Horai Garden of Matsunoo TaishaBesides the extensive shrine gardens, which are a rare feature in Shinto shrines, Matsunoo Taisha also has two museums. The treasure hall is the main museum; it is situated between the first two gardens and shows 21 wooden statues in total. The three largest ones date back to the Heian period and are among the oldest and best preserved wood carvings of Japan. Although they are carved in the style of Buddhist statues, two of them are said to show the main Shinto deities of the shrine. These statues with their beautiful serene expressions are among Japan’s national treasures and alone justify a visit to the shrine.

The other museum lies near the entrance, on the way to the parking lot. The little Sake-no-shiryokan shows old tools that were once used to produce sake. They were donated by sake makers worshipping the god of sake brewing here.

Kerria bushes at Matsunoo TaishaMatsunoo Taisha lies a bit off the beaten tracks of Kyoto’s Arashiyama area, but especially during April and May, when the shrine’s 3000 yellow Kerria bushes are in bloom, it has a distinct charm that should not be missed. The shrine sells a number of unique lucky charms, for example one representing a bright yellow Kerria flower. However, for extra luck, you should try to win your omamori at the game shooting arrows at empty sake barrels.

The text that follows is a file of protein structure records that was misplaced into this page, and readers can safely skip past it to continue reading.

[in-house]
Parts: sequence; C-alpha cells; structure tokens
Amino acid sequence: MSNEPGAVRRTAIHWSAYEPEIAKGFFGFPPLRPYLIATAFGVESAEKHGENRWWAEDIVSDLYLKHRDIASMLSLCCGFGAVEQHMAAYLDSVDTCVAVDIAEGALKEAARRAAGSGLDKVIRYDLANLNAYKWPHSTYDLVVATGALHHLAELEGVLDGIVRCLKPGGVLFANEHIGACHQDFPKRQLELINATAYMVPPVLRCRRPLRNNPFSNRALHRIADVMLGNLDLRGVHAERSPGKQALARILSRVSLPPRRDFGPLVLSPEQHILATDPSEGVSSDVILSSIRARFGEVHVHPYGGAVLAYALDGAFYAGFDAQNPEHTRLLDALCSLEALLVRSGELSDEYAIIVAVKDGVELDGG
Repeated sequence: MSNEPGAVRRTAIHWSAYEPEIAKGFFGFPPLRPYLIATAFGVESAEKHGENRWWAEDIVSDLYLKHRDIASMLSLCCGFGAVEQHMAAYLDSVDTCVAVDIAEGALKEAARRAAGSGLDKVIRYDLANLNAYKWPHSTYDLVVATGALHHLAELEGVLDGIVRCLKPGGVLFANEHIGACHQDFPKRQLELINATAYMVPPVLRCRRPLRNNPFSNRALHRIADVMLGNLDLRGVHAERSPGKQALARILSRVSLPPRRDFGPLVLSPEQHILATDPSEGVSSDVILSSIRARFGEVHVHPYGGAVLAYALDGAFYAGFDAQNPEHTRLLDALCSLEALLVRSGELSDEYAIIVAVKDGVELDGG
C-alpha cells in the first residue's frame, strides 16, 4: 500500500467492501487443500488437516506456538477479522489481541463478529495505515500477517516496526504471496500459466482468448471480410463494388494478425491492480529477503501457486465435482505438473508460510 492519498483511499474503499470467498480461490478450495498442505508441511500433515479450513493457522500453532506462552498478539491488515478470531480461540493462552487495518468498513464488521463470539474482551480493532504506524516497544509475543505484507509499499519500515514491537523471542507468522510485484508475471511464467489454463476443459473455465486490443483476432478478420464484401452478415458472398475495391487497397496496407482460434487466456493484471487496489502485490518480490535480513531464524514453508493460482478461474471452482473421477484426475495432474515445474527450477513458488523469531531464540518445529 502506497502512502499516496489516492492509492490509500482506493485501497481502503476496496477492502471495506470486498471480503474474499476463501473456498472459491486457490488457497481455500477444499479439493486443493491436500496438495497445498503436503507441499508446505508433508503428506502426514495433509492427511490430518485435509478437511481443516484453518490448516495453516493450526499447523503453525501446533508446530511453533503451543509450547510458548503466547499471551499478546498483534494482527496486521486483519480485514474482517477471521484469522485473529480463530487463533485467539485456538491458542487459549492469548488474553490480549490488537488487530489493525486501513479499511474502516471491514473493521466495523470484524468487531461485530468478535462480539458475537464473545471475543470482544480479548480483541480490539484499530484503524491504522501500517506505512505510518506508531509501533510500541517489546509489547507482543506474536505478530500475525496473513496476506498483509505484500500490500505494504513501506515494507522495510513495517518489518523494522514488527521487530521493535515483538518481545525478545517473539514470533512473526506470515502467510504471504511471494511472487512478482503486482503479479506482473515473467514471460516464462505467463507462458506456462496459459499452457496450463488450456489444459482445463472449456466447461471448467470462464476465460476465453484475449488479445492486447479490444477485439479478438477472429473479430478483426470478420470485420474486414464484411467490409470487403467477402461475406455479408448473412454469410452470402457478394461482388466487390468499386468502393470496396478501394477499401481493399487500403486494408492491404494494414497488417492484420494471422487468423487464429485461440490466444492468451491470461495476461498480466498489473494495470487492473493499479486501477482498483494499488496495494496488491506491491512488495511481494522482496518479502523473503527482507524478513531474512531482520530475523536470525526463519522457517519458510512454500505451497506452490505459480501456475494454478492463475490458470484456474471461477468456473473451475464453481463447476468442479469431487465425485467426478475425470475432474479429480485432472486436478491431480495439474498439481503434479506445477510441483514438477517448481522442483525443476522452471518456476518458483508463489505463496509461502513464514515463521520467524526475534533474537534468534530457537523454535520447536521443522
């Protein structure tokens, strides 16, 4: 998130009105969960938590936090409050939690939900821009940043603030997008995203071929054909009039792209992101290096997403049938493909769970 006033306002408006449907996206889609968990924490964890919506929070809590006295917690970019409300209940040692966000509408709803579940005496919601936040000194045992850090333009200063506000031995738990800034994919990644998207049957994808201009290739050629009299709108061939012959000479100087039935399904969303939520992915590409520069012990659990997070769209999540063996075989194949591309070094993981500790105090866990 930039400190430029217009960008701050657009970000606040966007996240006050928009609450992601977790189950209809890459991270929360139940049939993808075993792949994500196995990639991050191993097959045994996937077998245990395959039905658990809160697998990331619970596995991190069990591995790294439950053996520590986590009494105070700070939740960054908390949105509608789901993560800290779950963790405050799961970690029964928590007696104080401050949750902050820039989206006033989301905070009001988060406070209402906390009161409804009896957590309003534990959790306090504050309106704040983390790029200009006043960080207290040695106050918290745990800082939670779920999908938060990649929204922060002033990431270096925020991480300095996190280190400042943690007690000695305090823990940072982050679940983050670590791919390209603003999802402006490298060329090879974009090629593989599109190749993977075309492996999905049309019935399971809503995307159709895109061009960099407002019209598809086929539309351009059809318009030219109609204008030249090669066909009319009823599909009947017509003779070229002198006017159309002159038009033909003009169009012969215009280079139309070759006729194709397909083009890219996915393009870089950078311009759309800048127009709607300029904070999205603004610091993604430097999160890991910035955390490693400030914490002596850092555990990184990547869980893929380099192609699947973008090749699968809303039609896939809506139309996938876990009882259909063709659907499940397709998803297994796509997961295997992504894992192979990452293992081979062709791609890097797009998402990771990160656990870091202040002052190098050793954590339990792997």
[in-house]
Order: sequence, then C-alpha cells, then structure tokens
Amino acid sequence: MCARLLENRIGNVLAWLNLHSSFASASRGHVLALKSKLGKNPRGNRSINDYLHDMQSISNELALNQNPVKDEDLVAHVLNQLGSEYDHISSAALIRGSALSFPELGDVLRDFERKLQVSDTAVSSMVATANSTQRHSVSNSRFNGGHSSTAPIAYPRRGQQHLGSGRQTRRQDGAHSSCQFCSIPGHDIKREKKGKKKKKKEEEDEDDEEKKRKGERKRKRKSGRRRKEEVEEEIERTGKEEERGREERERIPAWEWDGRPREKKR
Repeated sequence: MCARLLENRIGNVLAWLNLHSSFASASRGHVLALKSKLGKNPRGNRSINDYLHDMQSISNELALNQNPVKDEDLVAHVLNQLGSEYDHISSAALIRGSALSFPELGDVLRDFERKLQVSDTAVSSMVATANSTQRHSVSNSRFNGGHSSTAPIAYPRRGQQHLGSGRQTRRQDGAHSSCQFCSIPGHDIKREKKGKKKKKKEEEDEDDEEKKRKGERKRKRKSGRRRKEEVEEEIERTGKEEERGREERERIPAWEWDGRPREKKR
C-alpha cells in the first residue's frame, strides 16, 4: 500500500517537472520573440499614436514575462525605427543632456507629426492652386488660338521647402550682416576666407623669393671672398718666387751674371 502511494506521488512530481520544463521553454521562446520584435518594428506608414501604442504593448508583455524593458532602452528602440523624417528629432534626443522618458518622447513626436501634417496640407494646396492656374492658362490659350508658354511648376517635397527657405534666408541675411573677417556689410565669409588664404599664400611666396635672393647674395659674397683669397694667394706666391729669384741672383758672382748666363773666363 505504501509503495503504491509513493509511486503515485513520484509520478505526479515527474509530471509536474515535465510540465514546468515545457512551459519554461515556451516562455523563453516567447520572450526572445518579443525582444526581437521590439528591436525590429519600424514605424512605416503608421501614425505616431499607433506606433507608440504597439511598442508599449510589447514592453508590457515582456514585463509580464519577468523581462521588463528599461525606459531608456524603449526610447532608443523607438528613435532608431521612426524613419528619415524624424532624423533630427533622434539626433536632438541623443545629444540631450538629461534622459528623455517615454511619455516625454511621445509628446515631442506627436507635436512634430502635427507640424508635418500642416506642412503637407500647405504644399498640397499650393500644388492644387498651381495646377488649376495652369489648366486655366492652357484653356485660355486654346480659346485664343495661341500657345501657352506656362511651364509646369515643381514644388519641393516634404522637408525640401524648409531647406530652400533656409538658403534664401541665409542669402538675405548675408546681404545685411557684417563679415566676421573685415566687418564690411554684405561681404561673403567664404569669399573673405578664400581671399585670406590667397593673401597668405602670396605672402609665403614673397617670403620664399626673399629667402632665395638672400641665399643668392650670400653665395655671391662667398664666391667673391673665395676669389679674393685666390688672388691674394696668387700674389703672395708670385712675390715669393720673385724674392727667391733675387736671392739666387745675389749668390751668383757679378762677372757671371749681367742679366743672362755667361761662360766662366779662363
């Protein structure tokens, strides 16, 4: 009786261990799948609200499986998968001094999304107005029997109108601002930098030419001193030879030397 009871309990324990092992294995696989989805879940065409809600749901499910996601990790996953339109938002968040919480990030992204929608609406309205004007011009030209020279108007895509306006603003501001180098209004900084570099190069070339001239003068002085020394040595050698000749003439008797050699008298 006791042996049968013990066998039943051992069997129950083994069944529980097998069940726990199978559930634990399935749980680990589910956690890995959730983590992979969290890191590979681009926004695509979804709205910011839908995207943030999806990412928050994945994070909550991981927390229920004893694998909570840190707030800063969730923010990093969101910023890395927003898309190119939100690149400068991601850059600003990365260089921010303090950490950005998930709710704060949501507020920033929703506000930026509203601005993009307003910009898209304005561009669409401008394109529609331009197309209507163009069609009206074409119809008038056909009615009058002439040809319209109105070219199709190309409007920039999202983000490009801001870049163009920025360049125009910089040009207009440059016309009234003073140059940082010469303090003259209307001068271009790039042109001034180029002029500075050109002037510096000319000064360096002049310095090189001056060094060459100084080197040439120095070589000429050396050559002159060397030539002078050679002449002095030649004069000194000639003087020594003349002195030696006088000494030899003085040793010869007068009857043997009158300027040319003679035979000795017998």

Higashiyama Hanatouro

Every year in early spring, just before the cherry blossom season starts, there is the Kyoto Higashiyama Hanatouro. Between Shoren-in and Kiyomizudera temples, thousands of lanterns light the back streets of the Higashiyama mountains. Many of the temples en route hold special light-up events as well, and also, there are displays of large Ikebana works, most of them in Maruyama park.

This year was the first Hanatouro I visited, and it was lovely! The evening last Friday was cool, but not too cold, and as it was not raining, the atmosphere was very pleasant. There were other events and exhibitions on the way as well: You could write your wish to the world on a cherry blossom shaped sticker and put it on a lantern. There was a “fox wedding”, where a bride with a fox mask was drawn through the streets on a rikisha. There was an exhibition of designs for lanterns (and some of them were used on the streets). There was a stamp rally where you could win prizes. And there were many Ikebana displays, from the sombre and serious ones to the modern versions, one of which you can see below (it looked like the model of an atom, as my friend observed).

So, today just a few pictures of this year’s Higashiyama Hanatouro – enjoy!

Chion-in Temple during Hanatouro Modern style Ikebana. Huge Paper lantern warriorApproach to Sorenin during Hanatouro 18Ceramic lantern "cherry blossom"Kiyomizudera Temple during Hanatouro 18